Variable annuities represented nearly one-third of lifecycle investment assets at year-end 2011, according to a new report.
Market research firm Strategic Insight (New York, N.Y.; Stamford, Conn.; Boston, Mass.) published this finding in a summary of results from a new survey of the lifecycle investment products market.
Lifecycle funds automatically adjust the proportional representation of an asset class in the fund’s portfolio during the course of the fund’s time horizon. The adjustment transitions from a position of higher risk to one of lower risk as the investor ages and/or nears retirement.
Variable annuities at year-end 2011 accounted for $266 billion of lifecycle assets, or 31.5% of the total. Nearly all (96%) of the assets resided in target risk strategies, the report finds.
The $255 billion variable target risk market attracted $4.0 billion of net flows, while posting net returns of 5.68% during the quarter. Variable target date assets grew 9.6% over the quarter to $11 billion.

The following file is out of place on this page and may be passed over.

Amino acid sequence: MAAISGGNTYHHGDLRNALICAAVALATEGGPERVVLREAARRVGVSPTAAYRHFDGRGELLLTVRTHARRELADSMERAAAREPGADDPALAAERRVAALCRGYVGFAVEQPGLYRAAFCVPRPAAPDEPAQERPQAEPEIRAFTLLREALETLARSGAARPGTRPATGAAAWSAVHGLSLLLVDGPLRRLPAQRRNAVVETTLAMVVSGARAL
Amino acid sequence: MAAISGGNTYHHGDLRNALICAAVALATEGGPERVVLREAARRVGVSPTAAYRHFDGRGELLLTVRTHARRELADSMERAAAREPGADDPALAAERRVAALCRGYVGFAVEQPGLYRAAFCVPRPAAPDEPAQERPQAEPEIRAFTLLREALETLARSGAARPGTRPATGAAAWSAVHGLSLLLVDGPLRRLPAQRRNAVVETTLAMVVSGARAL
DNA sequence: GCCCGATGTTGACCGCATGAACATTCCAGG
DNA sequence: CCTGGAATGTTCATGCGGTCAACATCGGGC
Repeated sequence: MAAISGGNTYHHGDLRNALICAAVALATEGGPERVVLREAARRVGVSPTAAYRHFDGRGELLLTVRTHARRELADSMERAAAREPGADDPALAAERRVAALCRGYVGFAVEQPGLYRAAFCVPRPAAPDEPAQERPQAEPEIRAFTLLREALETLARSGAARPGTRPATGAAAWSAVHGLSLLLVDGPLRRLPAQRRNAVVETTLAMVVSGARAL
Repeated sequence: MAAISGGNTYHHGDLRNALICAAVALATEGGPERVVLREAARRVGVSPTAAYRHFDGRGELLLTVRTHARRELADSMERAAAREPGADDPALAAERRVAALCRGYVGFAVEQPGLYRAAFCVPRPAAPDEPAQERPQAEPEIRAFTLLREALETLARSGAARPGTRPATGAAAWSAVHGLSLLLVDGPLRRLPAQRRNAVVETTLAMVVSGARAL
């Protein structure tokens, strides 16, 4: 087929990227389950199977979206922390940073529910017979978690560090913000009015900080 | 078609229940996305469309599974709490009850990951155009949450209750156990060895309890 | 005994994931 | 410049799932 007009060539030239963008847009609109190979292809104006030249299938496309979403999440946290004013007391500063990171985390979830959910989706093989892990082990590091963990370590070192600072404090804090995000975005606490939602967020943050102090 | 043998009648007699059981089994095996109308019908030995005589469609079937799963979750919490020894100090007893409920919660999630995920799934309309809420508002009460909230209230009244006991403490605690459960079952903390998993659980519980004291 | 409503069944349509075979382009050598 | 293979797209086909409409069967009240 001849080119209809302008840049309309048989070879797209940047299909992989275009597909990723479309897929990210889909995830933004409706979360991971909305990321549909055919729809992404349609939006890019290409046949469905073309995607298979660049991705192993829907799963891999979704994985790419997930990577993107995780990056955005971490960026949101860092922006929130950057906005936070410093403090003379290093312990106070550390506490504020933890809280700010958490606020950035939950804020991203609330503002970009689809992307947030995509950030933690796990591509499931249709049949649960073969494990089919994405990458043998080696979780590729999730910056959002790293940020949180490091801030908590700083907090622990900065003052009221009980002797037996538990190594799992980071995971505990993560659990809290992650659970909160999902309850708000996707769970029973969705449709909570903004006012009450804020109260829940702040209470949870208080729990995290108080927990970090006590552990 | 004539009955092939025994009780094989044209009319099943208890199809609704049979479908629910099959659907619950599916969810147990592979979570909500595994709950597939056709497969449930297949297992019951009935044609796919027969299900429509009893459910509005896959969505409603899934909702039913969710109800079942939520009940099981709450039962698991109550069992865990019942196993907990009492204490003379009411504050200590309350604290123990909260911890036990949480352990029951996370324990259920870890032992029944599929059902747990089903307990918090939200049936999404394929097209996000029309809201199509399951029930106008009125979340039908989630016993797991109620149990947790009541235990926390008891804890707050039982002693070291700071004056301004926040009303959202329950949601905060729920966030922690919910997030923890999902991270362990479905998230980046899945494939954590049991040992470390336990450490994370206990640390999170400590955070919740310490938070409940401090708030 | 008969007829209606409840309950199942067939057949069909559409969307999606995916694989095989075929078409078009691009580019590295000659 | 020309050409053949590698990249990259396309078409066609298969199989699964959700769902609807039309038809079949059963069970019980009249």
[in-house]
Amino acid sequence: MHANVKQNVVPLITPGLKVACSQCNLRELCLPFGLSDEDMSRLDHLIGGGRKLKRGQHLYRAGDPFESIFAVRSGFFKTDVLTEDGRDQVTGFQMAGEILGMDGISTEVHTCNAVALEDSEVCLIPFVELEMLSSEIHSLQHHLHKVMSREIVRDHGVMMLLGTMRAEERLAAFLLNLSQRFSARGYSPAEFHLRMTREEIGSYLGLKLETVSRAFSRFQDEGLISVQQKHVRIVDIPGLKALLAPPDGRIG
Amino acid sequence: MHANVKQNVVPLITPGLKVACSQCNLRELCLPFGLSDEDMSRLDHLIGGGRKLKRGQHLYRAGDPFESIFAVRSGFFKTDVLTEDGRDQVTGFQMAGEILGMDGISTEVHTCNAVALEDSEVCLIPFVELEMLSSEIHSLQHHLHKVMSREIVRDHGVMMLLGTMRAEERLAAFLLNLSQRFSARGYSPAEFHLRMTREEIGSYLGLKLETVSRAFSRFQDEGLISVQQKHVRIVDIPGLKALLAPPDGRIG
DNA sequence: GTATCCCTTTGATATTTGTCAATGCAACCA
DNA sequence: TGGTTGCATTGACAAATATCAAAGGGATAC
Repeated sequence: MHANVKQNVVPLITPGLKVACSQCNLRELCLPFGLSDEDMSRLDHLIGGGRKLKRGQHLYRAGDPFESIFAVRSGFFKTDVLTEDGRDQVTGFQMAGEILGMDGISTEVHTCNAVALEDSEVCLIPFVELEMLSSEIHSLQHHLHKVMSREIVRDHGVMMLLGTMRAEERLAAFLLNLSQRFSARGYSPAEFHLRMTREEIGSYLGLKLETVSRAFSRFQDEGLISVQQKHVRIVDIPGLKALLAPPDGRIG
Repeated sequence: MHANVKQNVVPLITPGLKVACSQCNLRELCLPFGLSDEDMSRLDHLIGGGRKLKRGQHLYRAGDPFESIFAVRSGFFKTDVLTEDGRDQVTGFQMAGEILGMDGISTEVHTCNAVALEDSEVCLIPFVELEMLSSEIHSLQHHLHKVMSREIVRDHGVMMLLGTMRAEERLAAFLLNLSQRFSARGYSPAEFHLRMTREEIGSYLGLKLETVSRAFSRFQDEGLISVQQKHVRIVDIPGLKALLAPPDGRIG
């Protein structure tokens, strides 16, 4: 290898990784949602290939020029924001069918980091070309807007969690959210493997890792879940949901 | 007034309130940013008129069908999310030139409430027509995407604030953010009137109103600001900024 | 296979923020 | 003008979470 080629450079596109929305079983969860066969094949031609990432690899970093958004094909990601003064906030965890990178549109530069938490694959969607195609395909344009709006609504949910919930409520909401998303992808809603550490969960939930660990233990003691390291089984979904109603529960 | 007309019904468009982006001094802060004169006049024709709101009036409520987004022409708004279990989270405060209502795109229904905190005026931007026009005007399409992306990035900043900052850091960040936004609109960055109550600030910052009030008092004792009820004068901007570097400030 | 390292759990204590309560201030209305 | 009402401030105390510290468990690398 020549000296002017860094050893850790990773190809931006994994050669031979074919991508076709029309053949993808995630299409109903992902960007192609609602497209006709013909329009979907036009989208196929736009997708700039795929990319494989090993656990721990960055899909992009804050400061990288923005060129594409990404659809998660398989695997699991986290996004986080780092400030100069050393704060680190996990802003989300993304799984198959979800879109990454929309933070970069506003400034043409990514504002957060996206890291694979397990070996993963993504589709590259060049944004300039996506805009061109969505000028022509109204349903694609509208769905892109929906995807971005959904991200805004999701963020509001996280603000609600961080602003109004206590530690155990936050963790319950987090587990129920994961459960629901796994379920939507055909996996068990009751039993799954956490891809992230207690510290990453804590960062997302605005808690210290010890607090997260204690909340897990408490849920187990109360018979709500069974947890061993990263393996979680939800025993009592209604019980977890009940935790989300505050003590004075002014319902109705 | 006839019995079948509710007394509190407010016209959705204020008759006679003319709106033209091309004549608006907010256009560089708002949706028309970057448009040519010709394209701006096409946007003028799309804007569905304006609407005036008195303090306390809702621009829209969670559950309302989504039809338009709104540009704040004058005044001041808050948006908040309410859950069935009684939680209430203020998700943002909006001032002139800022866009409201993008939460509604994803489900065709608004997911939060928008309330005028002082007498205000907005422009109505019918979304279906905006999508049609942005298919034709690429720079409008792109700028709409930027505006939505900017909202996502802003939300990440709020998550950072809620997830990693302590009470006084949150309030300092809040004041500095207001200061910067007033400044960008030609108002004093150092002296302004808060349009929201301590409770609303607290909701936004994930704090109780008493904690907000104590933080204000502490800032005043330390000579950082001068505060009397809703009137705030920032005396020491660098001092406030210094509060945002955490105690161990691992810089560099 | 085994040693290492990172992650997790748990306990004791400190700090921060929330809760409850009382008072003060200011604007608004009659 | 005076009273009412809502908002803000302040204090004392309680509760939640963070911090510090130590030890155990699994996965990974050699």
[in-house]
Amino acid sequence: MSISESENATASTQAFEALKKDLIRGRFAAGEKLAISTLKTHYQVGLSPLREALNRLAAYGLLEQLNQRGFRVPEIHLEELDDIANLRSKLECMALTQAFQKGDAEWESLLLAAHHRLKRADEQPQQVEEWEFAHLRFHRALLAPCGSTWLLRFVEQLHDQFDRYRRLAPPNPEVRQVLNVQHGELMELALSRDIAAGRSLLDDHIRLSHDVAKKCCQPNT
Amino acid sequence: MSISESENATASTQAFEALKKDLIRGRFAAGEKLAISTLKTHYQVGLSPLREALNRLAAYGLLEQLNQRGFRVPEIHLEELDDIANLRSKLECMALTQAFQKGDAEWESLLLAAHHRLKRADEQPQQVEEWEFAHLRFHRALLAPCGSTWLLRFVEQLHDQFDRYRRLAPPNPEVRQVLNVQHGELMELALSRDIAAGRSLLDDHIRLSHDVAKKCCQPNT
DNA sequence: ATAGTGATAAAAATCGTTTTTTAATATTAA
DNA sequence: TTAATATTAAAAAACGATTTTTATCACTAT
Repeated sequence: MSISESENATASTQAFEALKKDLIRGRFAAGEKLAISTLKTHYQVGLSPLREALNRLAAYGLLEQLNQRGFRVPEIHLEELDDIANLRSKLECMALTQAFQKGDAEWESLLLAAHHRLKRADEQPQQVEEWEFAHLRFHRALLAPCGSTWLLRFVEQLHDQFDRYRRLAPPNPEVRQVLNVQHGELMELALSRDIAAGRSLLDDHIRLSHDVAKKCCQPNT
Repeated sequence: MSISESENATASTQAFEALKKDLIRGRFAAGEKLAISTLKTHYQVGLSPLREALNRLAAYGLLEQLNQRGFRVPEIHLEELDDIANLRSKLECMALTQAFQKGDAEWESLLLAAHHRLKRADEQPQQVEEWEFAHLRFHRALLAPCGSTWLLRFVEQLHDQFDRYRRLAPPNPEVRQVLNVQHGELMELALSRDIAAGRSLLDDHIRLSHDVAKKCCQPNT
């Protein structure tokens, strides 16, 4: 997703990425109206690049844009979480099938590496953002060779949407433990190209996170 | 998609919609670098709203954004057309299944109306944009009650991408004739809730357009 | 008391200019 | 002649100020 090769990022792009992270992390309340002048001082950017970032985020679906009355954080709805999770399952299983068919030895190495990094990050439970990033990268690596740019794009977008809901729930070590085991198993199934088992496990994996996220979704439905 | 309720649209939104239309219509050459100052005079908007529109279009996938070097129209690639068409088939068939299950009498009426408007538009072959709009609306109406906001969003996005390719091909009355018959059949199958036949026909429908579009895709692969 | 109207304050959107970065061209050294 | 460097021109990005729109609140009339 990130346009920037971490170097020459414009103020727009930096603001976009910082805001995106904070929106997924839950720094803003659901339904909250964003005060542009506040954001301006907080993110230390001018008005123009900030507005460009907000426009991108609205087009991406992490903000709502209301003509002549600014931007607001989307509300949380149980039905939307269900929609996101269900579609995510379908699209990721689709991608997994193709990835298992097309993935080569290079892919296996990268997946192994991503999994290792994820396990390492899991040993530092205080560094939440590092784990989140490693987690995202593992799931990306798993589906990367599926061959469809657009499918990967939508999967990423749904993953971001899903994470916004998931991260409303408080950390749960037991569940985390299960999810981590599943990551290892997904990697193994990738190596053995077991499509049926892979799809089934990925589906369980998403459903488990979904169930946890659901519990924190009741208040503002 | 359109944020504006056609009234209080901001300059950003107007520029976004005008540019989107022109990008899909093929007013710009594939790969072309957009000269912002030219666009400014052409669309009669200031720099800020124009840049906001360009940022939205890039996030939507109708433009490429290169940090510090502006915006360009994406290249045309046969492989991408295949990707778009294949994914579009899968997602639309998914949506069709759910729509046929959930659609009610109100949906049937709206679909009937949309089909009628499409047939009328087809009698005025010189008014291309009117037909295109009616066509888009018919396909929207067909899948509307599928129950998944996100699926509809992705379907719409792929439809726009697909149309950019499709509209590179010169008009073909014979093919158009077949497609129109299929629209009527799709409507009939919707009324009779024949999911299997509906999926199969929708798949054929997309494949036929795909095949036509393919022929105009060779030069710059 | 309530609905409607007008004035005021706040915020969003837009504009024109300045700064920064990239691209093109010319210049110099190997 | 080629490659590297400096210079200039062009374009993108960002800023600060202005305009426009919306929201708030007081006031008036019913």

The lifecycle investment product market, the survey says, increased to $842 billion as of year-end 2011, representing an 8% increase since the close of the third quarter and a 5% increase from the end of 2010. Lifecycle products (including both mutual fund and variable product) drew net inflows of $11.6 billion in the fourth quarter of 2011.
Mutual funds made up approximately two-thirds (or 68%) of lifecycle assets, garnering $7.2 billion during the fourth quarter, the survey says. Target date mutual funds returned 6.85% on a weighted average basis over the quarter, and netted $9.1 billion in flows.
Although target risk mutual funds returned 6.23%, they experienced the second consecutive quarter of net outflows, with $1.9 billion of net outflows, the survey finds.
Target date mutual fund assets remained concentrated among the largest managers. As of 2011, the five largest target date mutual fund providers represented 84% of the market.
Managers leading quarterly net intake for target date mutual funds included Vanguard, Fidelity, T. Rowe Price, TIAA-CREF, and JPMorgan Funds. In total, these five firms drew in $8.0 billion of net new assets.
Despite fewer than 10 firms active in the variable target date space, assets have grown by 31% on a year-over-year basis, driven by $1.4 billion of quarterly net new flows into the Prudential target date series. The largest five variable target date managers include ING, Prudential, Great West, Fidelity, and Lincoln, the survey says.